Jed Potter looks back on a love triangle conducted over the course of years and between musical numbers. Dancer Jed loves showgirl Mary, who loves compulsive nightclub-opener Johnny, who ... See full summary »
Lovely Linda Mason has crooner Jim Hardy head over heels, but suave stepper Ted Hanover wants her for his new dance partner after femme fatale Lila Dixon gives him the brush. Jim's supper club, Holiday Inn, is the setting for the chase by Hanover and manager Danny Reed. The music's the thing. Written by
Steve Fenwick <firstname.lastname@example.org>
The firecracker dance sequence was added to the movie as a patriotic number, following the attack on Pearl Harbor, which took place during filming. The dance number required three days of rehearsal and took two days to film. Fred Astaire did 38 takes of the number before he was satisfied with it. The crew members had to wear goggles during filming, because the sand from the firecrackers flew into their faces. Later, Astaire's shoes for the dance were auctioned off for $116,000 worth of war bonds. See more »
When Jim enters Ted's Hollywood dressing room, he has his pipe on the left side of this mouth. The next shot shows it on the right side, although he has had neither time enough, or his hands free to move it. See more »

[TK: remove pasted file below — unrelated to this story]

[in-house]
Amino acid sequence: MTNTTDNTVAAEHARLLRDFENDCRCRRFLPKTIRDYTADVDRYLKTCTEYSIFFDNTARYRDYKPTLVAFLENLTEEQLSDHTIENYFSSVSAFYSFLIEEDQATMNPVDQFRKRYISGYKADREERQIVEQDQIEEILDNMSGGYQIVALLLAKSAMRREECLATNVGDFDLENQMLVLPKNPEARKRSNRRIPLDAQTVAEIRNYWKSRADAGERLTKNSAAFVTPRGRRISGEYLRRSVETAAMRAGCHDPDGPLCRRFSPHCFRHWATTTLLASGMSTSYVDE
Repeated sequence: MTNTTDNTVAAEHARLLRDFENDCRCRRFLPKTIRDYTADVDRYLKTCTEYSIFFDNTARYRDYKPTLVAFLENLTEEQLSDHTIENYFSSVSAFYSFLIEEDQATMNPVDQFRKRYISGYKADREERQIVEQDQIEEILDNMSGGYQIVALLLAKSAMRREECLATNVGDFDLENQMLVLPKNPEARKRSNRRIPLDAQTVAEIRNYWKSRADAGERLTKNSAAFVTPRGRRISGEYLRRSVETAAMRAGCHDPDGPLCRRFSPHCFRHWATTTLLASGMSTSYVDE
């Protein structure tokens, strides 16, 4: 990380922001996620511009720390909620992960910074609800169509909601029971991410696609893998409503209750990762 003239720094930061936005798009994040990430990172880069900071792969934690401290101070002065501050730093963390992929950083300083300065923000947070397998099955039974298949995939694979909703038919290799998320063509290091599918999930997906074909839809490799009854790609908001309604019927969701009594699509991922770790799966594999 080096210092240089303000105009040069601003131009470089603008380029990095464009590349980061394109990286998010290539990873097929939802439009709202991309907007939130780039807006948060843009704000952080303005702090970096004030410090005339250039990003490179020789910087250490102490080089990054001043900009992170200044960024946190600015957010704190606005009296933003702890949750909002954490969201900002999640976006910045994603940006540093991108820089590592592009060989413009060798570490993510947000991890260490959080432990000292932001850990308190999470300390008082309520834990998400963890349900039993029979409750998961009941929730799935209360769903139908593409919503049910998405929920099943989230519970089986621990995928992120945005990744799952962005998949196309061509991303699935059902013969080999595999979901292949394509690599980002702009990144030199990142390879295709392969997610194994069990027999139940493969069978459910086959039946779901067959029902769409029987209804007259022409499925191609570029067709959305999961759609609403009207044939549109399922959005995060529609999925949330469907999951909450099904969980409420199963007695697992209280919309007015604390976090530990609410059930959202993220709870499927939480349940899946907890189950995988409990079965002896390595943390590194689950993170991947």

He gets a look.
He always has that look! It doesn't mean anything emotionally. It has something to do with his... liver.
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They don't get much better than this: Astaire with the drop dead dancing cool, and Crosby with the honey crooning, both competing for the same gal. Crosby decides to let it all go and settle in the country, then on a whim realizes he can open his country house as a club open on holidays only. The girl he ends up drafting for the floor shows ends up being the love of his life, and the dancing partner Astaire has always been searching for.
Astaire, Crosby, and Reynolds have great chemistry together: I thought it quite convincing how Crosby's overprotective zeal scared Reynolds away for a while, and Astaire was very cool and believable as a kind of an inoffensive opportunist who exploits Crosby's passionate responses to whatever threat he perceives in Astaire.
Top it off with many of Irving Berlin's best classic tunes, performed in interesting interpretations, and you have a very good musical film.
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